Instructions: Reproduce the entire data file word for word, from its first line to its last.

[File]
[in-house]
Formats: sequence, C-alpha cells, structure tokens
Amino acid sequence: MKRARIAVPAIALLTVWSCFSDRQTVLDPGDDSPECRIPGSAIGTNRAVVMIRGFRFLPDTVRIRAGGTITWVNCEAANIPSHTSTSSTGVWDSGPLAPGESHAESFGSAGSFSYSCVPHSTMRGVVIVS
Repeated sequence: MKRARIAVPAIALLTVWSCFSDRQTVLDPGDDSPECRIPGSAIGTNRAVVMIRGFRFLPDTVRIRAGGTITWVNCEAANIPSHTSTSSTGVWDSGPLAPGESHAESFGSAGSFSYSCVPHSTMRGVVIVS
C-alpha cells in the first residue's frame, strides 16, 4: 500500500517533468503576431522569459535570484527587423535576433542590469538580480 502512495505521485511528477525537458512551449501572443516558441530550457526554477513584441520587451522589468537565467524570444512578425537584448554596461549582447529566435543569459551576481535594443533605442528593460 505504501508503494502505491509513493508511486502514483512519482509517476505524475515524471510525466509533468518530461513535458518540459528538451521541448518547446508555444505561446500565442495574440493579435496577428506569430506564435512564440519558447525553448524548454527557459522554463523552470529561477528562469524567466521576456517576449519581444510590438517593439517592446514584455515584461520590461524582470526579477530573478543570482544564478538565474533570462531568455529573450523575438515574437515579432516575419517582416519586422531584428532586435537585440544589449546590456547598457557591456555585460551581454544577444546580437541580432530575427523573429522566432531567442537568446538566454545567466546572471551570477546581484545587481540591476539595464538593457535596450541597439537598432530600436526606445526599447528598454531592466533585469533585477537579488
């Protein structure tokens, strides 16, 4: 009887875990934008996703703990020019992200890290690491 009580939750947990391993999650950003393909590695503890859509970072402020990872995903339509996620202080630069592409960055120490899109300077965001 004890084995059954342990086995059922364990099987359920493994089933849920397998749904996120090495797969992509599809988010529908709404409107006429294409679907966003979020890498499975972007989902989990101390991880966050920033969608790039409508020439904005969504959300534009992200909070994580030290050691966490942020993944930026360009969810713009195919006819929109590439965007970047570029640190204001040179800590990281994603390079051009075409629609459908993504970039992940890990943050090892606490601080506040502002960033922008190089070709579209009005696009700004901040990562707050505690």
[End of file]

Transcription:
[in-house]
Formats: sequence, C-alpha cells, structure tokens
Amino acid sequence: MKRARIAVPAIALLTVWSCFSDRQTVLDPGDDSPECRIPGSAIGTNRAVVMIRGFRFLPDTVRIRAGGTITWVNCEAANIPSHTSTSSTGVWDSGPLAPGESHAESFGSAGSFSYSCVPHSTMRGVVIVS
Repeated sequence: MKRARIAVPAIALLTVWSCFSDRQTVLDPGDDSPECRIPGSAIGTNRAVVMIRGFRFLPDTVRIRAGGTITWVNCEAANIPSHTSTSSTGVWDSGPLAPGESHAESFGSAGSFSYSCVPHSTMRGVVIVS
C-alpha cells in the first residue's frame, strides 16, 4: 500500500517533468503576431522569459535570484527587423535576433542590469538580480 502512495505521485511528477525537458512551449501572443516558441530550457526554477513584441520587451522589468537565467524570444512578425537584448554596461549582447529566435543569459551576481535594443533605442528593460 505504501508503494502505491509513493508511486502514483512519482509517476505524475515524471510525466509533468518530461513535458518540459528538451521541448518547446508555444505561446500565442495574440493579435496577428506569430506564435512564440519558447525553448524548454527557459522554463523552470529561477528562469524567466521576456517576449519581444510590438517593439517592446514584455515584461520590461524582470526579477530573478543570482544564478538565474533570462531568455529573450523575438515574437515579432516575419517582416519586422531584428532586435537585440544589449546590456547598457557591456555585460551581454544577444546580437541580432530575427523573429522566432531567442537568446538566454545567466546572471551570477546581484545587481540591476539595464538593457535596450541597439537598432530600436526606445526599447528598454531592466533585469533585477537579488
């Protein structure tokens, strides 16, 4: 009887875990934008996703703990020019992200890290690491 009580939750947990391993999650950003393909590695503890859509970072402020990872995903339509996620202080630069592409960055120490899109300077965001 004890084995059954342990086995059922364990099987359920493994089933849920397998749904996120090495797969992509599809988010529908709404409107006429294409679907966003979020890498499975972007989902989990101390991880966050920033969608790039409508020439904005969504959300534009992200909070994580030290050691966490942020993944930026360009969810713009195919006819929109590439965007970047570029640190204001040179800590990281994603390079051009075409629609459908993504970039992940890990943050090892606490601080506040502002960033922008190089070709579209009005696009700004901040990562707050505690």